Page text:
LOS ANGELES – Technicolor’s Andrew Francis handled the color grade for the 2020 Sundance hit Uncle Frank, from filmmaker Alan Ball. The feature, which recently premiered on Amazon, is set in the late ’60s and early ‘70s, and tells the story of Frank Bledsoe (Paul Bettany) and his 18-year-old niece Beth (Sophia Lillis).
The two are from the conservative South Carolina town of Creekville. Frank left the south behind, and is now a professor at a university in New York City. When Beth graduates from high school, she decides to re-shape her life — inspired by her uncle’s advice — and attend New York University, where Frank is tenured. It’s there that she finds out her uncle has long kept a secret from the family — his relationship with Saudi Arabian boyfriend Walid (Peter Macdissi). When Beth’s grandfather (Frank’s dad) dies unexpectedly, the two agree to drive back to South Carolina for the funeral, as stressful as it might be for Frank to confront his past.
While it was Francis’s first time working with writer/director Alan Ball, the colorist had a connection to director of photography Khalid Mohtaseb. The three worked closely to develop the film’s period look, drawing on family photos from the ‘70s to create a warmth that was authentic to the time period.
Colorist Andrew Francis (Instagram:
“We were very faithful to these photographs that Khalid had found,” Francis recalls. “He was very mindful not to lean into any films that had gone before. And he had the idea of family photos that anyone could actually take — but these were exquisitely shot — so we used them as our ‘look bible’. Once we had ingested those, we used them to make some corrections for his camera and lens tests. He lit and shot exactly how he feels most comfortable, and then with the color, I would manipulate it to lean into these still images.”
Mohtaseb shot the feature on Sony’s Venice camera, and Francis graded the project using Blackmagic Design’s DaVinci Resolve Studio.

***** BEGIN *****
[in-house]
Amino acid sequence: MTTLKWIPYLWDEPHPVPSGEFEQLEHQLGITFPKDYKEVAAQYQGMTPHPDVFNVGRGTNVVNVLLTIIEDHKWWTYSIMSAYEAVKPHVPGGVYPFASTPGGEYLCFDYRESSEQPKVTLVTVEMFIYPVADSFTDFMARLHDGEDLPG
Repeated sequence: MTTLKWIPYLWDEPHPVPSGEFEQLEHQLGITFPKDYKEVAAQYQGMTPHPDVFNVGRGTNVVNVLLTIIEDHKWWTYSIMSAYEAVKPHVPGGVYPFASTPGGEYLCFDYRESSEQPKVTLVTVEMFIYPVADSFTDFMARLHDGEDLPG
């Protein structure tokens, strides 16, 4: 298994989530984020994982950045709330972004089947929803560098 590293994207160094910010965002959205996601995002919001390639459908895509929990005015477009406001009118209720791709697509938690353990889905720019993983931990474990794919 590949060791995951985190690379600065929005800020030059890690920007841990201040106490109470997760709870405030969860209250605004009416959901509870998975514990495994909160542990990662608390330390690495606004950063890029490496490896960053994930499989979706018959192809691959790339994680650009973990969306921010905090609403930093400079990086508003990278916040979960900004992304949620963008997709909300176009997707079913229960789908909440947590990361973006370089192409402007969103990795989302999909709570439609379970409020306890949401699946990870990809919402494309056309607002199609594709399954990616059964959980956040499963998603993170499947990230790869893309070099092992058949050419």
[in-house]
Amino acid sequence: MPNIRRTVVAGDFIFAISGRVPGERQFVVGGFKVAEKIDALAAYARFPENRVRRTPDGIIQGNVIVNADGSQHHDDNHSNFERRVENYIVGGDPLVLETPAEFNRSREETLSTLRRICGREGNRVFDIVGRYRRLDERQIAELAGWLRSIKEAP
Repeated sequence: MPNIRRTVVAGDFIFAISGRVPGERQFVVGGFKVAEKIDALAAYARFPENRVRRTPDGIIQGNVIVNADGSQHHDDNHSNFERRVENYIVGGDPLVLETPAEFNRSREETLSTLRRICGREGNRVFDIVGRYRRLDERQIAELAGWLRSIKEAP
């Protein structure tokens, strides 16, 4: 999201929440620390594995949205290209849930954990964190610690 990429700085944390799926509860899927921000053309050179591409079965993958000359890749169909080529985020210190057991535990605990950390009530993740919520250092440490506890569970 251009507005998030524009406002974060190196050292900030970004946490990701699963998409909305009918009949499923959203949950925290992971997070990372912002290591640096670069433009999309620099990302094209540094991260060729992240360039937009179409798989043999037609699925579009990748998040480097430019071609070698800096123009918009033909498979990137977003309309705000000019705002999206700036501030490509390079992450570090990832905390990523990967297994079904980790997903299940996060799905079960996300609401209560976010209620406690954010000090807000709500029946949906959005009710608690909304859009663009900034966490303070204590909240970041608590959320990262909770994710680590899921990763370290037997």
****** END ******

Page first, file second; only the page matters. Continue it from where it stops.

“The feedback that I gave (Mohtaseb) — which was quite minimal — was that it was nice to have a slightly denser digital negative, just so we have more latitude in a way,” Francis recalls.
His starting off point was a look up table developed by Colorfront CTO Bill Feightner. “It was very much in the wheel house of the negative of that time,” Francis explains. “It was loosely based on a Kodak stock, but we tweaked it for the grade.”
The film begins in the late ‘60s, when Beth is still in high school. At a family event, Frank tells her about life in New York, and how she should choose her own path in life. It then moves forward several years to the early ‘70s, when Beth is beginning her college studies. Throughout the film, there are flashbacks to when Frank was younger and living in South Carolina.
“That swimming sequence is very pretty, with the ethereal music and color pallet,” Francis says of one flashback sequence. “Because there were throwbacks within the period, it was kind of interesting to develop slightly different looks and feels... I really loved those periods where it was Frank as a young man. I think there is a nice distinction between what our present day was. It still had this really elegant, vintage feel to it without it being sepia.”
Francis says he went for somewhat of a silver quality for the sequences featuring Frank during his high-school days.
“The contrast was quite soft, but we popped the highlights a little harder, but with a sort of white/silvery light. It’s a really elegant aesthetic for those sequences.”
The color grading process spanned 80 hours over 10 days in which he created a theatrical master for the Sundance premiere, as well as HDR and Rec. 709 deliverables.
“They all happened in tandem,” he recalls. “That’s one thing I love about using Resolve: they were separate projects within the folder, with the different color spaces, and it was really nice to dip in and out of those as the project developed.”
Francis also used Live Grain texture mapping software to further tweak the looks of the different time periods.
“The exciting thing for me was the HDR (deliverable), because ultimately, I think that’s where it’s future proofed,” he notes. “Although many people have not experienced HDR yet, the TV sets are becoming more commonplace.”
Jonathan Alberts edited the film, which features an original score by Nathan Barr.